Wednesday, December 9, 2009

Google Chrome comes to Linux (and other browser comparisons)

Just in time to save my Fedora experience from buggy plugin support and bad font rendering, along comes Google Chrome in its first public beta for Linux. First impression: this browser is so impressive I will probably leave Firefox for it.

I've used Chrome on Windows since the first public betas, and while it has been fast, simple and powerful, I never saw a compelling reason to switch from Firefox, of which I have been a faithful user and proponent since early betas as well. Until I decided to eat my own dog food and switch to Linux (specifically Fedora 12).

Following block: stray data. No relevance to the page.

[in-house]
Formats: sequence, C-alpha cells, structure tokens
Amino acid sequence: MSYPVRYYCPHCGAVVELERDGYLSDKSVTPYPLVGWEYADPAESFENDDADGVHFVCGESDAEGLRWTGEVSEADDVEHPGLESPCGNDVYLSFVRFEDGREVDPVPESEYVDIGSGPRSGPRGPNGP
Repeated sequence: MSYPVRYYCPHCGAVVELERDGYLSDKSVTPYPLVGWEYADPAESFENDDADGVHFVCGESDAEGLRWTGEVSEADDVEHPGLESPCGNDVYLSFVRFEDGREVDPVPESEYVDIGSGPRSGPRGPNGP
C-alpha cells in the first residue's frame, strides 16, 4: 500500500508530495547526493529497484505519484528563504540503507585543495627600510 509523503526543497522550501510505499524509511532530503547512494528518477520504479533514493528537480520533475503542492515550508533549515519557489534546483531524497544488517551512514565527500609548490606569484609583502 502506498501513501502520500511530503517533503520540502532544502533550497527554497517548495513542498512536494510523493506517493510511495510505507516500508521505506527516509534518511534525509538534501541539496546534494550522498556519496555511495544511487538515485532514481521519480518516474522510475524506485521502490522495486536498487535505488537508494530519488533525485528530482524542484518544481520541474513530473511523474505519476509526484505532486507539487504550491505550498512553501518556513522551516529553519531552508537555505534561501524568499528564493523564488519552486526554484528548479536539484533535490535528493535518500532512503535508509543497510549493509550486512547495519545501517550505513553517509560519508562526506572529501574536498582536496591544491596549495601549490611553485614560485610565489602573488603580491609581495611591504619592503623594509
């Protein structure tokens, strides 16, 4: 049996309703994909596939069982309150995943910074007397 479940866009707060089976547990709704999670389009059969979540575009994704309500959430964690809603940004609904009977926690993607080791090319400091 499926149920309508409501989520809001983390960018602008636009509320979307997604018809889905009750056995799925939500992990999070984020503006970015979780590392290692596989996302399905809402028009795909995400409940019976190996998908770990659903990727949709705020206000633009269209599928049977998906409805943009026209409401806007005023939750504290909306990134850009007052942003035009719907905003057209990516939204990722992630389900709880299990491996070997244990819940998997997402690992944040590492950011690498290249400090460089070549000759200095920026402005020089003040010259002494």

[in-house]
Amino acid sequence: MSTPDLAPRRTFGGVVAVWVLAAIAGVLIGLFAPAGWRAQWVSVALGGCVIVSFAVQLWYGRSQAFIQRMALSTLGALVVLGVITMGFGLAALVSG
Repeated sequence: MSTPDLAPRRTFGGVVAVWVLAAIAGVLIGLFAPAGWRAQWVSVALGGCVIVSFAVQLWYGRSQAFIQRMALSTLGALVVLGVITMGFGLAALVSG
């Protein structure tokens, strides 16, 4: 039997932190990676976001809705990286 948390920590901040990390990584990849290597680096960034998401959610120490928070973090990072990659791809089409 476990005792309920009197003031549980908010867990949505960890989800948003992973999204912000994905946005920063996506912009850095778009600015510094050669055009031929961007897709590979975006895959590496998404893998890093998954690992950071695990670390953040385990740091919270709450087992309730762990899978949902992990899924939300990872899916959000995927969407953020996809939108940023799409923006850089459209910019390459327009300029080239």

A picture is worth 1000 words, so without further ado check out the differences in rendering (click images to see full size). I'll update this post at some point with a full review of Linux browser options.

Google Chrome rendering Blogger

Firefox 3.5 rendering Blogger

Of course, the standard developer tools are present and accounted for:

For the fun of it, I took screenshots of some other Linux browsers. They look a lot like Firefox even though two use different rendering engines. Epiphany (bottom) and perhaps WebKit in general seems to do a little better at subpixel hinting.

Galeon, a good Gecko-based (like Firefox) browser for gnome

Konqueror, a full-featured KDE browser using KHTML

Epiphany, a Webkit-based (like Safari and Chrome) browser

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